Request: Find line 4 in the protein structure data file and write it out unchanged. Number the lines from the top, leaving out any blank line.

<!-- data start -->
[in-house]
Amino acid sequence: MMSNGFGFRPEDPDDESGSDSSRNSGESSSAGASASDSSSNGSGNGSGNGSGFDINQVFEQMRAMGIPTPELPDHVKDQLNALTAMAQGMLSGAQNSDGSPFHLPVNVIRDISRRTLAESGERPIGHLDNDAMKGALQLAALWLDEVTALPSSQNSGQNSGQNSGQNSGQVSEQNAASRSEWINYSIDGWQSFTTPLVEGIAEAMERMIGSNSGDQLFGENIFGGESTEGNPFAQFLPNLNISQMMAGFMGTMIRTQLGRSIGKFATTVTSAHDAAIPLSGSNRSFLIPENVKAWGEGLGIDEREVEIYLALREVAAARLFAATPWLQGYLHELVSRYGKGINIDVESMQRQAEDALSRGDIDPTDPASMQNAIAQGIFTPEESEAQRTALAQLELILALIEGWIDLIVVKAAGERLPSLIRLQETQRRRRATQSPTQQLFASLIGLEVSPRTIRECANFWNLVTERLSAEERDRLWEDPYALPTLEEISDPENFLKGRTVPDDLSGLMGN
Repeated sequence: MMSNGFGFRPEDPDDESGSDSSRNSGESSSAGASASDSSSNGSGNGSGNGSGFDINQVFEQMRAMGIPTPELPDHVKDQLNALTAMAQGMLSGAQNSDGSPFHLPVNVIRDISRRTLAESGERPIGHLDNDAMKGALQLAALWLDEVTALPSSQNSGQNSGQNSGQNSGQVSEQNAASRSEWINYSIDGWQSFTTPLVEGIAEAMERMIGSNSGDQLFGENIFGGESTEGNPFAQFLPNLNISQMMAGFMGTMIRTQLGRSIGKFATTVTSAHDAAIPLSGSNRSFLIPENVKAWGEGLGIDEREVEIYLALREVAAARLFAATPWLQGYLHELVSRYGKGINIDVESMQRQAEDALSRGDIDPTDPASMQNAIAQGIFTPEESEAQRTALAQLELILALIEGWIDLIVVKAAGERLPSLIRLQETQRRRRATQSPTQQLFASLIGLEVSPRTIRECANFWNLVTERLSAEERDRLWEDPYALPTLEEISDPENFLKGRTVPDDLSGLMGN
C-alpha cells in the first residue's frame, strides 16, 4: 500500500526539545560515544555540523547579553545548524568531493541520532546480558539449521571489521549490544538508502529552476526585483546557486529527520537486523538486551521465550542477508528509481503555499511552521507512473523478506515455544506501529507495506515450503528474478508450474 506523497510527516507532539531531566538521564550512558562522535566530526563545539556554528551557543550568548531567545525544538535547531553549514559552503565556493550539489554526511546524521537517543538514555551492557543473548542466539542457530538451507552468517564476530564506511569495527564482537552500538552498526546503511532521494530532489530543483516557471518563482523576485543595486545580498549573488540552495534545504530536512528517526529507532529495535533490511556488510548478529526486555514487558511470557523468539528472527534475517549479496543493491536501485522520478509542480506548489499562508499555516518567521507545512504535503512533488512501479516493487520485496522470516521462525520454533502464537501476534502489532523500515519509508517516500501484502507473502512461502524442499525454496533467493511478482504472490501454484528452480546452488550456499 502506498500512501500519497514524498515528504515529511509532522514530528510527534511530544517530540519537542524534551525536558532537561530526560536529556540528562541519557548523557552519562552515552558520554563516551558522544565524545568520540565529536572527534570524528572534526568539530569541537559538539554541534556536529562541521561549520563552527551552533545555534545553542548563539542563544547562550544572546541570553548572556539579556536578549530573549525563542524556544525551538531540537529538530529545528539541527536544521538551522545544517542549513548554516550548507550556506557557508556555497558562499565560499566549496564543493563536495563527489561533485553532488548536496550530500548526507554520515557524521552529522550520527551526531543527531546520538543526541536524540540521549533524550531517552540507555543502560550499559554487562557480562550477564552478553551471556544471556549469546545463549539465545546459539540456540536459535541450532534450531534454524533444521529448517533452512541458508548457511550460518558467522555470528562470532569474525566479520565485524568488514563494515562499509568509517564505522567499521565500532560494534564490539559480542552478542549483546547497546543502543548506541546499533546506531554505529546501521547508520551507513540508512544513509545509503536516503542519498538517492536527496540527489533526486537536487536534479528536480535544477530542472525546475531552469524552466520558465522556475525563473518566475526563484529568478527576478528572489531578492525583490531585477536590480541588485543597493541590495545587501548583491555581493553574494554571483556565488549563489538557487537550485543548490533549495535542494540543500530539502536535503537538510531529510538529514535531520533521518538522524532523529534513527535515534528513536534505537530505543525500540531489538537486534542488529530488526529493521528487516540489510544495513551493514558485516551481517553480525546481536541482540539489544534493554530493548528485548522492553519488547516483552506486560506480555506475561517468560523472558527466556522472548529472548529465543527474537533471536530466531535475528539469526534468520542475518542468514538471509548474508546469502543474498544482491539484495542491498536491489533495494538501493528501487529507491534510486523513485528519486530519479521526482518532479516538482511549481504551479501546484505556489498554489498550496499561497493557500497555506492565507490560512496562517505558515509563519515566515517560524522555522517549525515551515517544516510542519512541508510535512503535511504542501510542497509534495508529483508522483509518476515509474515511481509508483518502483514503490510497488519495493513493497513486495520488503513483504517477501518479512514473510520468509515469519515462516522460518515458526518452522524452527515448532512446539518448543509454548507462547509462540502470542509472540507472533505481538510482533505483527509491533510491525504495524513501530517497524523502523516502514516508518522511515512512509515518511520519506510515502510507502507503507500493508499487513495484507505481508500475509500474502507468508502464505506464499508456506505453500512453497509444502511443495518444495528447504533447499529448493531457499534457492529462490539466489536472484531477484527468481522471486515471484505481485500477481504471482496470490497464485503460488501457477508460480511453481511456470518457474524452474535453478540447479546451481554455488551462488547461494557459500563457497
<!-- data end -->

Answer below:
C-alpha cells in the first residue's frame, strides 16, 4: 500500500526539545560515544555540523547579553545548524568531493541520532546480558539449521571489521549490544538508502529552476526585483546557486529527520537486523538486551521465550542477508528509481503555499511552521507512473523478506515455544506501529507495506515450503528474478508450474 506523497510527516507532539531531566538521564550512558562522535566530526563545539556554528551557543550568548531567545525544538535547531553549514559552503565556493550539489554526511546524521537517543538514555551492557543473548542466539542457530538451507552468517564476530564506511569495527564482537552500538552498526546503511532521494530532489530543483516557471518563482523576485543595486545580498549573488540552495534545504530536512528517526529507532529495535533490511556488510548478529526486555514487558511470557523468539528472527534475517549479496543493491536501485522520478509542480506548489499562508499555516518567521507545512504535503512533488512501479516493487520485496522470516521462525520454533502464537501476534502489532523500515519509508517516500501484502507473502512461502524442499525454496533467493511478482504472490501454484528452480546452488550456499 502506498500512501500519497514524498515528504515529511509532522514530528510527534511530544517530540519537542524534551525536558532537561530526560536529556540528562541519557548523557552519562552515552558520554563516551558522544565524545568520540565529536572527534570524528572534526568539530569541537559538539554541534556536529562541521561549520563552527551552533545555534545553542548563539542563544547562550544572546541570553548572556539579556536578549530573549525563542524556544525551538531540537529538530529545528539541527536544521538551522545544517542549513548554516550548507550556506557557508556555497558562499565560499566549496564543493563536495563527489561533485553532488548536496550530500548526507554520515557524521552529522550520527551526531543527531546520538543526541536524540540521549533524550531517552540507555543502560550499559554487562557480562550477564552478553551471556544471556549469546545463549539465545546459539540456540536459535541450532534450531534454524533444521529448517533452512541458508548457511550460518558467522555470528562470532569474525566479520565485524568488514563494515562499509568509517564505522567499521565500532560494534564490539559480542552478542549483546547497546543502543548506541546499533546506531554505529546501521547508520551507513540508512544513509545509503536516503542519498538517492536527496540527489533526486537536487536534479528536480535544477530542472525546475531552469524552466520558465522556475525563473518566475526563484529568478527576478528572489531578492525583490531585477536590480541588485543597493541590495545587501548583491555581493553574494554571483556565488549563489538557487537550485543548490533549495535542494540543500530539502536535503537538510531529510538529514535531520533521518538522524532523529534513527535515534528513536534505537530505543525500540531489538537486534542488529530488526529493521528487516540489510544495513551493514558485516551481517553480525546481536541482540539489544534493554530493548528485548522492553519488547516483552506486560506480555506475561517468560523472558527466556522472548529472548529465543527474537533471536530466531535475528539469526534468520542475518542468514538471509548474508546469502543474498544482491539484495542491498536491489533495494538501493528501487529507491534510486523513485528519486530519479521526482518532479516538482511549481504551479501546484505556489498554489498550496499561497493557500497555506492565507490560512496562517505558515509563519515566515517560524522555522517549525515551515517544516510542519512541508510535512503535511504542501510542497509534495508529483508522483509518476515509474515511481509508483518502483514503490510497488519495493513493497513486495520488503513483504517477501518479512514473510520468509515469519515462516522460518515458526518452522524452527515448532512446539518448543509454548507462547509462540502470542509472540507472533505481538510482533505483527509491533510491525504495524513501530517497524523502523516502514516508518522511515512512509515518511520519506510515502510507502507503507500493508499487513495484507505481508500475509500474502507468508502464505506464499508456506505453500512453497509444502511443495518444495528447504533447499529448493531457499534457492529462490539466489536472484531477484527468481522471486515471484505481485500477481504471482496470490497464485503460488501457477508460480511453481511456470518457474524452474535453478540447479546451481554455488551462488547461494557459500563457497